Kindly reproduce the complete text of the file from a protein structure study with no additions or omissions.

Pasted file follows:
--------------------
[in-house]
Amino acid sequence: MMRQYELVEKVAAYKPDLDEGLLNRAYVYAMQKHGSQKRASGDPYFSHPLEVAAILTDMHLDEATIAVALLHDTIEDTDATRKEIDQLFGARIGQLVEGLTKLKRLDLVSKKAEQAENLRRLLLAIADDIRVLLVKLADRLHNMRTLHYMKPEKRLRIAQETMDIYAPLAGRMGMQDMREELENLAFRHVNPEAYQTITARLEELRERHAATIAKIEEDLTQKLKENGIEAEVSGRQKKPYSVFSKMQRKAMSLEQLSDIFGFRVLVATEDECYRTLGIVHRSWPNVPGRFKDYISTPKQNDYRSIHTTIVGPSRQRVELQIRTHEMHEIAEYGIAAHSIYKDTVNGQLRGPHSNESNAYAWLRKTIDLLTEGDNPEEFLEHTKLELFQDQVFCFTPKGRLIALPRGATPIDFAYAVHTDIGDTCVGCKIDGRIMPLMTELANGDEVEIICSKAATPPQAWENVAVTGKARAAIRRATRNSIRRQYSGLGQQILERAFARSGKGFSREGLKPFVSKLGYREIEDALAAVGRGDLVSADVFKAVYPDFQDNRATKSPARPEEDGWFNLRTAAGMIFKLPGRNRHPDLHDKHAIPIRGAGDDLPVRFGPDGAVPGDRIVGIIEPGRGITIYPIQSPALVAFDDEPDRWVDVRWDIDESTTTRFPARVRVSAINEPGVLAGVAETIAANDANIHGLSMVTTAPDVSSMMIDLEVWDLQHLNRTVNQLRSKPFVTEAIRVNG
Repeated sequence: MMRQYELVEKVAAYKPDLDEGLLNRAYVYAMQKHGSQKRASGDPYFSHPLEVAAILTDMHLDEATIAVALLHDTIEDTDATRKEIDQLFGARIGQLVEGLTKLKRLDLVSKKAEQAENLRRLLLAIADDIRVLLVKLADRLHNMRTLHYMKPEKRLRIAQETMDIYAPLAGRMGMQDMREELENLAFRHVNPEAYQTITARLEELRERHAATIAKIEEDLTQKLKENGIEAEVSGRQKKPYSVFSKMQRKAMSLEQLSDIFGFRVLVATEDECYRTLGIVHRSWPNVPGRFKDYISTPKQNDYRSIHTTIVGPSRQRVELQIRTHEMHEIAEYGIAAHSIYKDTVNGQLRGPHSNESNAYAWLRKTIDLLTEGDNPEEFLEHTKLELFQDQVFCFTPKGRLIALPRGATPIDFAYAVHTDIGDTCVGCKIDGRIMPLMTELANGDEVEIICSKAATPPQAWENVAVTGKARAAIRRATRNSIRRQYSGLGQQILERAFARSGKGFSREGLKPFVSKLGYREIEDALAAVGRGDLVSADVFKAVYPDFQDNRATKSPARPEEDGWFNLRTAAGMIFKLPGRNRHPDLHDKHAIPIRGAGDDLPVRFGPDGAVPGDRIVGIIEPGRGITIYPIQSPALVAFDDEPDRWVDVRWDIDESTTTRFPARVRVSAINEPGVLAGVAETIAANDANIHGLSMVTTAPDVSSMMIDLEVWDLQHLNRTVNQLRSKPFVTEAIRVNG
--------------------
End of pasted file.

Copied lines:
[in-house]
Amino acid sequence: MMRQYELVEKVAAYKPDLDEGLLNRAYVYAMQKHGSQKRASGDPYFSHPLEVAAILTDMHLDEATIAVALLHDTIEDTDATRKEIDQLFGARIGQLVEGLTKLKRLDLVSKKAEQAENLRRLLLAIADDIRVLLVKLADRLHNMRTLHYMKPEKRLRIAQETMDIYAPLAGRMGMQDMREELENLAFRHVNPEAYQTITARLEELRERHAATIAKIEEDLTQKLKENGIEAEVSGRQKKPYSVFSKMQRKAMSLEQLSDIFGFRVLVATEDECYRTLGIVHRSWPNVPGRFKDYISTPKQNDYRSIHTTIVGPSRQRVELQIRTHEMHEIAEYGIAAHSIYKDTVNGQLRGPHSNESNAYAWLRKTIDLLTEGDNPEEFLEHTKLELFQDQVFCFTPKGRLIALPRGATPIDFAYAVHTDIGDTCVGCKIDGRIMPLMTELANGDEVEIICSKAATPPQAWENVAVTGKARAAIRRATRNSIRRQYSGLGQQILERAFARSGKGFSREGLKPFVSKLGYREIEDALAAVGRGDLVSADVFKAVYPDFQDNRATKSPARPEEDGWFNLRTAAGMIFKLPGRNRHPDLHDKHAIPIRGAGDDLPVRFGPDGAVPGDRIVGIIEPGRGITIYPIQSPALVAFDDEPDRWVDVRWDIDESTTTRFPARVRVSAINEPGVLAGVAETIAANDANIHGLSMVTTAPDVSSMMIDLEVWDLQHLNRTVNQLRSKPFVTEAIRVNG
Repeated sequence: MMRQYELVEKVAAYKPDLDEGLLNRAYVYAMQKHGSQKRASGDPYFSHPLEVAAILTDMHLDEATIAVALLHDTIEDTDATRKEIDQLFGARIGQLVEGLTKLKRLDLVSKKAEQAENLRRLLLAIADDIRVLLVKLADRLHNMRTLHYMKPEKRLRIAQETMDIYAPLAGRMGMQDMREELENLAFRHVNPEAYQTITARLEELRERHAATIAKIEEDLTQKLKENGIEAEVSGRQKKPYSVFSKMQRKAMSLEQLSDIFGFRVLVATEDECYRTLGIVHRSWPNVPGRFKDYISTPKQNDYRSIHTTIVGPSRQRVELQIRTHEMHEIAEYGIAAHSIYKDTVNGQLRGPHSNESNAYAWLRKTIDLLTEGDNPEEFLEHTKLELFQDQVFCFTPKGRLIALPRGATPIDFAYAVHTDIGDTCVGCKIDGRIMPLMTELANGDEVEIICSKAATPPQAWENVAVTGKARAAIRRATRNSIRRQYSGLGQQILERAFARSGKGFSREGLKPFVSKLGYREIEDALAAVGRGDLVSADVFKAVYPDFQDNRATKSPARPEEDGWFNLRTAAGMIFKLPGRNRHPDLHDKHAIPIRGAGDDLPVRFGPDGAVPGDRIVGIIEPGRGITIYPIQSPALVAFDDEPDRWVDVRWDIDESTTTRFPARVRVSAINEPGVLAGVAETIAANDANIHGLSMVTTAPDVSSMMIDLEVWDLQHLNRTVNQLRSKPFVTEAIRVNG